* Euro bounces, ECB policymakers say QE still a way off
* BOJ holds policy meeting, focus on Kuroda news conference
* Dollar/yen still subdued after payrolls disappointment
By Ian Chua
SYDNEY, April 8 (Reuters) - The euro held onto gains early on Tuesday, having risen broadly after the European Central Bank again played down the need for any immediate policy action.
The common currency bought $1.3742, bouncing off Friday's trough of $1.3672 after senior ECB policymakers stressed the bank was still a long way off from making large-scale asset purchases.
"Taken together with last week's ECB meeting, we remain cautious that the ECB will actually act, and act in a sufficient quantity," analysts at JPMorgan wrote in a note to clients.
"Hence, QE still looks like a distant prospect," they said, referring to Quantitative Easing, the printing of money to buy assets.
The euro firmed to 141.72 yen, pulling away from Monday's trough of 141.12, and climbed to A$1.4828, recovering from a 4-1/2 month low of A$1.4689 plumbed recently.
Investors had sold the common currency late last week after the ECB opened the door to using unconventional measures including asset purchases to keep inflation from staying too low and undermining the euro area recovery.
The Bank of Japan is also under pressure to take fresh action and, while nothing new is expected at its policy meeting on Tuesday, Governor Haruhiko Kuroda is bound to field questions on it at a news conference at 0630 GMT.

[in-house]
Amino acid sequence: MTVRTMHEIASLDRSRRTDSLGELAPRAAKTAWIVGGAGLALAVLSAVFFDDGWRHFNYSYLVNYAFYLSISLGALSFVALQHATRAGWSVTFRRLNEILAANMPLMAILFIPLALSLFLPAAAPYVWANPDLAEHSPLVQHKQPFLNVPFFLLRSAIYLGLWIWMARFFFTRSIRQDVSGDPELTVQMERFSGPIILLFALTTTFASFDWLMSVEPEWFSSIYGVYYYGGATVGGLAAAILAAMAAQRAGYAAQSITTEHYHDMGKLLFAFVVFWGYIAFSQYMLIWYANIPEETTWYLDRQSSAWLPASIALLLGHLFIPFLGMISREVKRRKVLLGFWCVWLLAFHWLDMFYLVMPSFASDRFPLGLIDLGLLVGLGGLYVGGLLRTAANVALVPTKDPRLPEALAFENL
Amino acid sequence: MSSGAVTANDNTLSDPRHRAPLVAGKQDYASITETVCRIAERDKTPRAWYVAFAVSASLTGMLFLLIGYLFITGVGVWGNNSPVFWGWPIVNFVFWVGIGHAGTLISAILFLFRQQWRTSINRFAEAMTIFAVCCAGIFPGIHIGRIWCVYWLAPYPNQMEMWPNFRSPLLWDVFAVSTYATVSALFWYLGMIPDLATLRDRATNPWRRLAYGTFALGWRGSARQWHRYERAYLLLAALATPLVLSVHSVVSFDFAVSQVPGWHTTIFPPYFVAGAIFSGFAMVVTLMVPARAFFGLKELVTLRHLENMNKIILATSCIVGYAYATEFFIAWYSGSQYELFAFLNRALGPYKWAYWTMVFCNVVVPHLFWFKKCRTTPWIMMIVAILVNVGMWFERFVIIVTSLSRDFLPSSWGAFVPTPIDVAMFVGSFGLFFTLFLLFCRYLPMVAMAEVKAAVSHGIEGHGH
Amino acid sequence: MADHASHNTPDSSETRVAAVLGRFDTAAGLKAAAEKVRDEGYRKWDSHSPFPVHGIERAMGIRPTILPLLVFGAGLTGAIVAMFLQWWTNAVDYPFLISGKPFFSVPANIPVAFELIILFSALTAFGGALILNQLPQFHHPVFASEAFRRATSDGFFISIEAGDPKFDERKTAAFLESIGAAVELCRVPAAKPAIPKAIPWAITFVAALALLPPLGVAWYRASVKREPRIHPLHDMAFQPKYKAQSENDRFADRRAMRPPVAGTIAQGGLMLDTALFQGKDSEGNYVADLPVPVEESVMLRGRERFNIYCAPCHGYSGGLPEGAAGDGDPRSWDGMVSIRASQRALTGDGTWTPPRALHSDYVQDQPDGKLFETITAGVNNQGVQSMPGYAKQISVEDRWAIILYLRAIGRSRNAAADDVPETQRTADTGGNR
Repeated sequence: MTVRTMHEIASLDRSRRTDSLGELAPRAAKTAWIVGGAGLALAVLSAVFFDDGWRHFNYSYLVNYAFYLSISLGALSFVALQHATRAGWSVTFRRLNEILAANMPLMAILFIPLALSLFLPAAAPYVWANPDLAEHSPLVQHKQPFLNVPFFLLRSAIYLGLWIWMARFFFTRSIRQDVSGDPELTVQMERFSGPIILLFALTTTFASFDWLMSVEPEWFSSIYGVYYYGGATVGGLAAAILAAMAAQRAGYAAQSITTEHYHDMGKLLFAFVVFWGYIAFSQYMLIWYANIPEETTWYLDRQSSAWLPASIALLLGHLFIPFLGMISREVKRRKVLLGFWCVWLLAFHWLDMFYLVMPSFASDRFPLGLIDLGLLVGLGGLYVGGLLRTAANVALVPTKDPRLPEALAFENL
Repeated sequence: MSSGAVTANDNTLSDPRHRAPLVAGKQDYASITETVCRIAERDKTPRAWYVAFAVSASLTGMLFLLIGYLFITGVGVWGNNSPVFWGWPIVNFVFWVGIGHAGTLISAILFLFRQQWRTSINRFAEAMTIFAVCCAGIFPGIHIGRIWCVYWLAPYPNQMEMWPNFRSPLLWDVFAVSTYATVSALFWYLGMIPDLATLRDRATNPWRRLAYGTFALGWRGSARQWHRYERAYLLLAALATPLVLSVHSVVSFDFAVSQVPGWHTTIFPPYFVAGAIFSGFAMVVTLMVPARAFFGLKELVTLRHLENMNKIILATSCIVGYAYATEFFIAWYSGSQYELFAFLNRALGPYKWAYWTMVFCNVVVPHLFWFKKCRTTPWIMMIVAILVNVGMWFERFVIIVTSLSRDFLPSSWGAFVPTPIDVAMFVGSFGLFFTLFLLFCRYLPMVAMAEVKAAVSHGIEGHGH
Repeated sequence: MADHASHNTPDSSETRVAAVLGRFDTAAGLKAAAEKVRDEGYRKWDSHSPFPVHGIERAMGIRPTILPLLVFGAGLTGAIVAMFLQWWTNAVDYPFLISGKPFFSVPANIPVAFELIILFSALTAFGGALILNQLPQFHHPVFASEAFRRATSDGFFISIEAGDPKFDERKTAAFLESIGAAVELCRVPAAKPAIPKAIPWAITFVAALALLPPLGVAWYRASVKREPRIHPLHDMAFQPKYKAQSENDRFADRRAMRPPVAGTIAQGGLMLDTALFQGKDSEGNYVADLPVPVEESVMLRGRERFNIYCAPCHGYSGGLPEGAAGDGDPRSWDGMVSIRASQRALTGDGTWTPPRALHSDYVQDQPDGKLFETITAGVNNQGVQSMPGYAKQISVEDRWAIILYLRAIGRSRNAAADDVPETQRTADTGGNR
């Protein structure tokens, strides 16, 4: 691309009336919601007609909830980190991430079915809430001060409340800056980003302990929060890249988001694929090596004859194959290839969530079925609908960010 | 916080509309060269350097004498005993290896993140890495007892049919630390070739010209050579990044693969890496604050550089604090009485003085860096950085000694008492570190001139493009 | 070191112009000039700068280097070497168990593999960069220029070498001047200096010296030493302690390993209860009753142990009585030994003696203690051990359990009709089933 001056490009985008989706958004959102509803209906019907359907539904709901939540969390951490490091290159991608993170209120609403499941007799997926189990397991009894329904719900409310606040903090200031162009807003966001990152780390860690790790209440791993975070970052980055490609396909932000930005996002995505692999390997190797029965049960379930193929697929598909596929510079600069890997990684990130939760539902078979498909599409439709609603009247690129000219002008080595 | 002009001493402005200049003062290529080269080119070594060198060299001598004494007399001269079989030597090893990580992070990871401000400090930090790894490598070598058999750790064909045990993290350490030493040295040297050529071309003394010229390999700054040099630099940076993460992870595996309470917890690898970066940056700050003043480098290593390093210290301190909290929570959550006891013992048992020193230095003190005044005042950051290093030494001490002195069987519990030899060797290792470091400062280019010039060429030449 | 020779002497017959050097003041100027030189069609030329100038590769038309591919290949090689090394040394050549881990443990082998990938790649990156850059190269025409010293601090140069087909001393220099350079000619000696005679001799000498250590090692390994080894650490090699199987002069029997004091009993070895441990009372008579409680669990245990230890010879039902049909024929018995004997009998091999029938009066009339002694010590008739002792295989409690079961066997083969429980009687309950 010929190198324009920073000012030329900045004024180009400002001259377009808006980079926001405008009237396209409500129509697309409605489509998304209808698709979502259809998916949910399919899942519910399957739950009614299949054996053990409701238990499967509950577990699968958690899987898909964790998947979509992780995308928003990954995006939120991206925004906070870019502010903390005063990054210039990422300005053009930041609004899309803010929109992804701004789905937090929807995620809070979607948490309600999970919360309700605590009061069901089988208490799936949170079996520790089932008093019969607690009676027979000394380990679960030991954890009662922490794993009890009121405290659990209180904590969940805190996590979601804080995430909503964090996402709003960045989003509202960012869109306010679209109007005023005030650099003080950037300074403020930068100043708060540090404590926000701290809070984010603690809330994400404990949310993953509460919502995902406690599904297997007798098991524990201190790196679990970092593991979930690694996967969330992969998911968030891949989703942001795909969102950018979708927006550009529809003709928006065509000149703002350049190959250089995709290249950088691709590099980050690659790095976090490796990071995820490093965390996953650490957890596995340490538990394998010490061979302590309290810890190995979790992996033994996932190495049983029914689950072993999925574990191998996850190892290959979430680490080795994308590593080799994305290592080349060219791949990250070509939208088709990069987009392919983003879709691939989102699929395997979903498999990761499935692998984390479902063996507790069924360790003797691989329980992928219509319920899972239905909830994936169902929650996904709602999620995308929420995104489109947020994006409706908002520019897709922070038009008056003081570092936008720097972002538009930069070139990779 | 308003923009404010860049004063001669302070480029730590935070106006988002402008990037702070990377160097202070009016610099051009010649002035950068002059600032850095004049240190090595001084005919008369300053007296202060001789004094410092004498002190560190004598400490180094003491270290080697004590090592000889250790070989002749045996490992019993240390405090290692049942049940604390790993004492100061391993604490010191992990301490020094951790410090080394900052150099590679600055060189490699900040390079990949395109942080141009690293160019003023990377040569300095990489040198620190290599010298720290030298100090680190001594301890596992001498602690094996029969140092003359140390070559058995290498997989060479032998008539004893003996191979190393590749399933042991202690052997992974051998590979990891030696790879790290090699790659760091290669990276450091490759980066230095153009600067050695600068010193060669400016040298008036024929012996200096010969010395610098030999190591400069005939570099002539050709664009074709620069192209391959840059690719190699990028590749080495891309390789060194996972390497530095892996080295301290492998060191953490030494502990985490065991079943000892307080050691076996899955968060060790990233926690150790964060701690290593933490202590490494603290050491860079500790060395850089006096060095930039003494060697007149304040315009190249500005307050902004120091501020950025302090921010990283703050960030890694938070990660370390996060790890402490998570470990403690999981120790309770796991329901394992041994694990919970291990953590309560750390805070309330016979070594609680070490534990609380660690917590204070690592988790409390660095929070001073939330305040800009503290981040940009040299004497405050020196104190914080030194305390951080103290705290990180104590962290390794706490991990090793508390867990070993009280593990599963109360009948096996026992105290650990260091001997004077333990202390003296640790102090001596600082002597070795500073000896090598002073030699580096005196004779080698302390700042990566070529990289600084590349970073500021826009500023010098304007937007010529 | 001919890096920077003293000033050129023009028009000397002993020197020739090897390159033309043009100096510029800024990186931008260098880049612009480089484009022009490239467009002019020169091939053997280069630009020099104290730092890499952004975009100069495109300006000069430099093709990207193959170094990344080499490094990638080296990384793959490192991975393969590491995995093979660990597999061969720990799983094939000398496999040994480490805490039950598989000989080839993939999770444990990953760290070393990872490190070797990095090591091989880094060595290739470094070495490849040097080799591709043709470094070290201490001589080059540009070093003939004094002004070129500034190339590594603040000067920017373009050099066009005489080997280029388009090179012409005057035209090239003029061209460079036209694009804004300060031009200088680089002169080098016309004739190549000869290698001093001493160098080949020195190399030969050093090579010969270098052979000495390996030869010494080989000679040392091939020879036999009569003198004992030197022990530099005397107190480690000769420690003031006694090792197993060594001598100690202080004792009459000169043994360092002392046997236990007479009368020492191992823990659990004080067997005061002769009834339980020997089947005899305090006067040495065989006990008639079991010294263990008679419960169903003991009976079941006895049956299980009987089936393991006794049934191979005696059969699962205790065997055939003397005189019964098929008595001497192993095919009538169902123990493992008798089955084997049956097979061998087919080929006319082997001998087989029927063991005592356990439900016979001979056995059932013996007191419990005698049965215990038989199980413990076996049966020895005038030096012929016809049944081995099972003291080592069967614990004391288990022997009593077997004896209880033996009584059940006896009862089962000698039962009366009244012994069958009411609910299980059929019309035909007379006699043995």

The bounce in the euro saw the dollar index dip to 80.218 from a near seven-week high of 80.599 set Friday.
The greenback was already struggling after the closely watched March payrolls report disappointed some investors. It extended its decline against the yen, reaching 103.08 from a recent peak of 104.13.
The dollar, however, fared better against commodity currencies, holding its ground against the Canadian dollar and giving only small leeway to the New Zealand currency.
The Australian dollar softened to $0.9263 after a second attempt to break above 93 U.S. cents was met with solid resistance.
Not helping the Aussie, a commentary piece from Chinese state news agency Xinhua dismissed speculation that China will resort to large-scale stimulus to re-energise its slowing economy.
A string of disappointing data from China, Australia's biggest export market, coupled with news of China's first domestic bond default have recently conspired to unnerve China bulls.
They also came at a time of heightened volatility in the yuan as Beijing attempts to strike at speculators betting on sustained one-way appreciation of the currency.
Those efforts, however, appeared to have irritated the United States, which warned Beijing the recent depreciation of the yuan could raise "serious concerns" if it signalled a policy shift away from allowing market-determined exchange rates. (Editing by Shri Navaratnam)